In this man's case, the medications being overused contain a narcotic (butalbital). Thus, detoxification may require substitution therapy (eg, phenobarbital(). In addition, outpatient treatment has repeatedly failed. Both these facts support inpatient treatment.
Primary care doctor: What other criteria should be considered before making the decision to admit a patient with headache?
Headache specialist: There are several others (Table). It is always important to assess the current clinical presentation of the headache, as well as the patient's status. What type of headache is he or she experiencing? Consider inpatient treatment for different kinds of chronic headache, and for certain other types of headache, such as status migraine, which requires aggressive abortive treatment to resolve the pain.
The level of the patient's disability, which is usually a function of the frequency and severity of the headaches, is also a determining factor. Patients with severe associated nausea and/or vomiting may require admission because of dehydration and decreased functioning.
Another important consideration in the decision to hospitalize is the method of treatment that will be used. In addition to aggressive abortive treatment and detoxification therapy, initiation of certain types of preventative treatment (eg, monoamine oxidase inhibitors [MAOIs] or combination therapy with various agents) may require careful inpatient observation because of the possibility of drug interactions or reactions.
Primary care doctor: What does inpatient treatment entail?
Headache specialist:Treatment at an inpatient center typically involves:
- Detoxification therapy.
- Acute (reversal) therapy.
- Prophylactic therapy.
- Nonpharmacologic therapy.
Detoxification therapy is required for patients with medication-overuse headache to help them discontinue the habituating medications. To avoid possible withdrawal, especially for those who have been overusing narcoticcontaining medications (such as butalbital), substitution therapy may be needed.
Various agents are used in acute (reversal) pharmacotherapy. I frequently use the dihydroergotamine( (DHE) protocol (DHE mesylate, 0.5 mg, administered intravenously over 2 to 3 minutes in combination with ondansetron, every 8 hours for 3 days).3 I also use the NSAID ketorolac(, 30 mg (if the patient was not abusing it previously). The ketorolac is alternated with muscle relaxants (eg, IV orphenadrine(, 30 mg) and antiemetics. In some cases, I may use IV valproate(, 1000 mg as needed (not daily), as an abortive agent. If the patient complains of very severe headache and other abortive drugs are not effective, corticosteroids might be used (IM methylprednisolone(, 80 mg as needed [not daily]). For pain relief, IV methadone(, 10 mg, in combination with IV promethazine(, 50 mg as needed (not daily), may be given. Any pain medications previously abused by the patient are avoided. This type of intensive reversal treatment often allows patients to experience their first headache-free (or almost headache-free) interval-which increases their willingness to cooperate with further treatment.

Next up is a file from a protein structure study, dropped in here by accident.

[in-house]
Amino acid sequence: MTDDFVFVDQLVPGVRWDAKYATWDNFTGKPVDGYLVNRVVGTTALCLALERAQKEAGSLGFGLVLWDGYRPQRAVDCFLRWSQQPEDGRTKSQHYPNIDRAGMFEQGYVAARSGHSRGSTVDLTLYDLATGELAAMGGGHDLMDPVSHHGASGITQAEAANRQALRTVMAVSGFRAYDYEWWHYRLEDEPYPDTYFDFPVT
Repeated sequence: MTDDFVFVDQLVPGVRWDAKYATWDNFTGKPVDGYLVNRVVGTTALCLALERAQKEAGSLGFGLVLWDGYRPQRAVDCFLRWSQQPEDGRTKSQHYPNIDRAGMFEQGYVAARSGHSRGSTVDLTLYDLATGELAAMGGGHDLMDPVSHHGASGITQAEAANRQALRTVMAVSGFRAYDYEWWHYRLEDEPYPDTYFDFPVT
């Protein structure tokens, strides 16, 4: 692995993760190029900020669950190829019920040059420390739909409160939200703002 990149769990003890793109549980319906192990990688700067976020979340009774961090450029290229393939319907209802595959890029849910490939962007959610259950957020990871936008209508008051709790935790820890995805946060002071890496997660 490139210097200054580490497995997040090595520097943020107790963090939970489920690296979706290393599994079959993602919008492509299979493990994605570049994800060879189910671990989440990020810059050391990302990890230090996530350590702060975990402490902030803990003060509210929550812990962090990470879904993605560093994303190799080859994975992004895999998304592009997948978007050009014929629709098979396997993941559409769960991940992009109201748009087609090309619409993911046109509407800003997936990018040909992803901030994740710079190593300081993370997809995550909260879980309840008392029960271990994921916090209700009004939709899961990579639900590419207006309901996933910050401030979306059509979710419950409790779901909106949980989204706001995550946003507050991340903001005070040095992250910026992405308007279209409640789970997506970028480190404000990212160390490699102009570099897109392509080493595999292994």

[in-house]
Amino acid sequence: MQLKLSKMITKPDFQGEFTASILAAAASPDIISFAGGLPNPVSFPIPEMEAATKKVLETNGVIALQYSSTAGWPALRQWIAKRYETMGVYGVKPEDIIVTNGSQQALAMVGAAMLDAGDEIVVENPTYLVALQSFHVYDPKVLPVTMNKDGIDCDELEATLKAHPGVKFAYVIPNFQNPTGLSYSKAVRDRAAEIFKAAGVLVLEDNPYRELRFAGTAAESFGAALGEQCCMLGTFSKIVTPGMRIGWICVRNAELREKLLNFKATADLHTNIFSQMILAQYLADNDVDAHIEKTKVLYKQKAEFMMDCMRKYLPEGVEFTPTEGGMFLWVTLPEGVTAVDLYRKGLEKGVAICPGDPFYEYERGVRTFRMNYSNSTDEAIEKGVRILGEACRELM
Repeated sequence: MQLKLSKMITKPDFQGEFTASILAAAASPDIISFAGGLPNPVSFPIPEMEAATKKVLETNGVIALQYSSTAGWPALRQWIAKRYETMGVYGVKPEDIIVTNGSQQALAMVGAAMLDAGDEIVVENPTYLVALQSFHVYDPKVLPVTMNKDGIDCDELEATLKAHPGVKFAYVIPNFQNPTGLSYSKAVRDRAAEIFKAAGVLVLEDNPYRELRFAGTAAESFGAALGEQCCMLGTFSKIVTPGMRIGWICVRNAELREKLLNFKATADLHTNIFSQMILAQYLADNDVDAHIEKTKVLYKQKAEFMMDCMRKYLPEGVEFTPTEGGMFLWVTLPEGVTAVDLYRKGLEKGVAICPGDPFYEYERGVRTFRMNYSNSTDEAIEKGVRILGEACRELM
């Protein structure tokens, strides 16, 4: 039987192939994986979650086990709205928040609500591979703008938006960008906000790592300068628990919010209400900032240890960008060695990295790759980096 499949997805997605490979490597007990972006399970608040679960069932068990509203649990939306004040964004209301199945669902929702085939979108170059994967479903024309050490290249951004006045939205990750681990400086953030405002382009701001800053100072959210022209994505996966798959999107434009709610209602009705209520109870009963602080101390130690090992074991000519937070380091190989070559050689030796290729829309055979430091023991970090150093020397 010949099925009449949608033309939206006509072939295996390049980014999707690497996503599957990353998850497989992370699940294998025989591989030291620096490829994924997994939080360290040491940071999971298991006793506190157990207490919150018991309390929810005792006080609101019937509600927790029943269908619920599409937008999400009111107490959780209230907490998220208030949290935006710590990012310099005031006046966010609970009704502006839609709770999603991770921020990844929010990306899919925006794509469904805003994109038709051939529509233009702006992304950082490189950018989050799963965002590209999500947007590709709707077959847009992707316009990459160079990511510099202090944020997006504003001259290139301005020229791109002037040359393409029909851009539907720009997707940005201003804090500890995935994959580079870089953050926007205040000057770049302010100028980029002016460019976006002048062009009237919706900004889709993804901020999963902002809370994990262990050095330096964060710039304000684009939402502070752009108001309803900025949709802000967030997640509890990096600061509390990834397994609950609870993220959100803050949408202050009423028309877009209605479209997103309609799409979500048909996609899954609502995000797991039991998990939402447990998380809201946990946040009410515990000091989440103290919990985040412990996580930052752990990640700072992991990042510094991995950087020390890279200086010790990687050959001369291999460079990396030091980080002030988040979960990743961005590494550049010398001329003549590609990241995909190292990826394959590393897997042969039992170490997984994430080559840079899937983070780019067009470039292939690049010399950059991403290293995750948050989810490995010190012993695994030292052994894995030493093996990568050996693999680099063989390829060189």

Primary care doctor: The reversal treatment you describe differs from traditional outpatient treatment. What about preventative treatment? Is the prophylactic therapy instituted during inpatient treatment different from that used on an outpatient basis?
Headache specialist: Yes and no. Sometimes I use traditional preventative medications, such as ß-blockers, calcium channel blockers, divalproex, and topiramate(. Antidepressants are prescribed for many patients-with the tricyclic antidepressants (TCAs) as first choice. However, TCAs are prescribed only if the patient has never been treated with these agents or has had a previous positive experience with a TCA. For those patients who have had negative experiences with these antidepressants, another option must be explored. In such patients, the MAOI antidepressants, such as phenelzine( and isocarboxazid, are the "last resort."4
I prefer to initiate treatment with MAOIs in an inpatient setting because of the extensive list of associated contraindications, dietary limitations, and interactions with other medications. Inpatient initiation facilitates thorough patient education regarding medications and foods to avoid in order to prevent undesirable interactions and side effects.
Primary care doctor: You have mentioned nonpharmacologic interventions. Could you elaborate?
Headache specialist: Nonpharmacologic interventions are an important part of headache management. These include biofeedback training, stress management therapy, relaxation training, physical therapy, and psychological and/or psychiatric consultations. It is also important to review and challenge patients' diet and sleep habits. In general, I try to teach patients how to deal with pain, manage stress without pain medications, and use more appropriate coping strategies.5,6.